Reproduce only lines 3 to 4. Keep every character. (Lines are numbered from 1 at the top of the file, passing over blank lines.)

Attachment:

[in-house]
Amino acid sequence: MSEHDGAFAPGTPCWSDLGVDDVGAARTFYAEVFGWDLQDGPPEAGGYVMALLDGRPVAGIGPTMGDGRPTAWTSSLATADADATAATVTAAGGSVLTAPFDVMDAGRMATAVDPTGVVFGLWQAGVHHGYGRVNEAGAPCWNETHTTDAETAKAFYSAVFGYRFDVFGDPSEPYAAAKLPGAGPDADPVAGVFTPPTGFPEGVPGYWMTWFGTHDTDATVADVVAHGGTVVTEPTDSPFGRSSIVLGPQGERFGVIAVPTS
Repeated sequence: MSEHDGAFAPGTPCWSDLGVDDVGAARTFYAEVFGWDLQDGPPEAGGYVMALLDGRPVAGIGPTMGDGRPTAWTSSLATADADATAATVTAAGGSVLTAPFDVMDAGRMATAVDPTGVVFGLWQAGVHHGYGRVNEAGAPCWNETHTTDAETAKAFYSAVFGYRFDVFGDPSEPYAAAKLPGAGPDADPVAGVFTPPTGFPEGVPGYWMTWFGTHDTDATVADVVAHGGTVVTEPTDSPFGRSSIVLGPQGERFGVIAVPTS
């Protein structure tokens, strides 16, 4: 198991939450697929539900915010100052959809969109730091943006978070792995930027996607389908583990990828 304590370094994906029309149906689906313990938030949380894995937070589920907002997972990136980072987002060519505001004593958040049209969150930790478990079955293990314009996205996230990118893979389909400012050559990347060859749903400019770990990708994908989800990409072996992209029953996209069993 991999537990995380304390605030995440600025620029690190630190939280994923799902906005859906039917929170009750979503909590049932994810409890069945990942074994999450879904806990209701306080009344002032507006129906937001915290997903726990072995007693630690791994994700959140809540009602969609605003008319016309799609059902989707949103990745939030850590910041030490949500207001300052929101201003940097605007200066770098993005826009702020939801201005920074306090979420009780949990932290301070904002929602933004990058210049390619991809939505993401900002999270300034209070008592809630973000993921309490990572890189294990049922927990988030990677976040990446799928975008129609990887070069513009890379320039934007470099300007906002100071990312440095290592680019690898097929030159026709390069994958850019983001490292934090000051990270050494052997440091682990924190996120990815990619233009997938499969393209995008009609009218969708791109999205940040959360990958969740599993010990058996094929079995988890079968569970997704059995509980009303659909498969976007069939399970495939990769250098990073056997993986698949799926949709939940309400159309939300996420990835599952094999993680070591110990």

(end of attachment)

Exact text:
Repeated sequence: MSEHDGAFAPGTPCWSDLGVDDVGAARTFYAEVFGWDLQDGPPEAGGYVMALLDGRPVAGIGPTMGDGRPTAWTSSLATADADATAATVTAAGGSVLTAPFDVMDAGRMATAVDPTGVVFGLWQAGVHHGYGRVNEAGAPCWNETHTTDAETAKAFYSAVFGYRFDVFGDPSEPYAAAKLPGAGPDADPVAGVFTPPTGFPEGVPGYWMTWFGTHDTDATVADVVAHGGTVVTEPTDSPFGRSSIVLGPQGERFGVIAVPTS
């Protein structure tokens, strides 16, 4: 198991939450697929539900915010100052959809969109730091943006978070792995930027996607389908583990990828 304590370094994906029309149906689906313990938030949380894995937070589920907002997972990136980072987002060519505001004593958040049209969150930790478990079955293990314009996205996230990118893979389909400012050559990347060859749903400019770990990708994908989800990409072996992209029953996209069993 991999537990995380304390605030995440600025620029690190630190939280994923799902906005859906039917929170009750979503909590049932994810409890069945990942074994999450879904806990209701306080009344002032507006129906937001915290997903726990072995007693630690791994994700959140809540009602969609605003008319016309799609059902989707949103990745939030850590910041030490949500207001300052929101201003940097605007200066770098993005826009702020939801201005920074306090979420009780949990932290301070904002929602933004990058210049390619991809939505993401900002999270300034209070008592809630973000993921309490990572890189294990049922927990988030990677976040990446799928975008129609990887070069513009890379320039934007470099300007906002100071990312440095290592680019690898097929030159026709390069994958850019983001490292934090000051990270050494052997440091682990924190996120990815990619233009997938499969393209995008009609009218969708791109999205940040959360990958969740599993010990058996094929079995988890079968569970997704059995509980009303659909498969976007069939399970495939990769250098990073056997993986698949799926949709939940309400159309939300996420990835599952094999993680070591110990």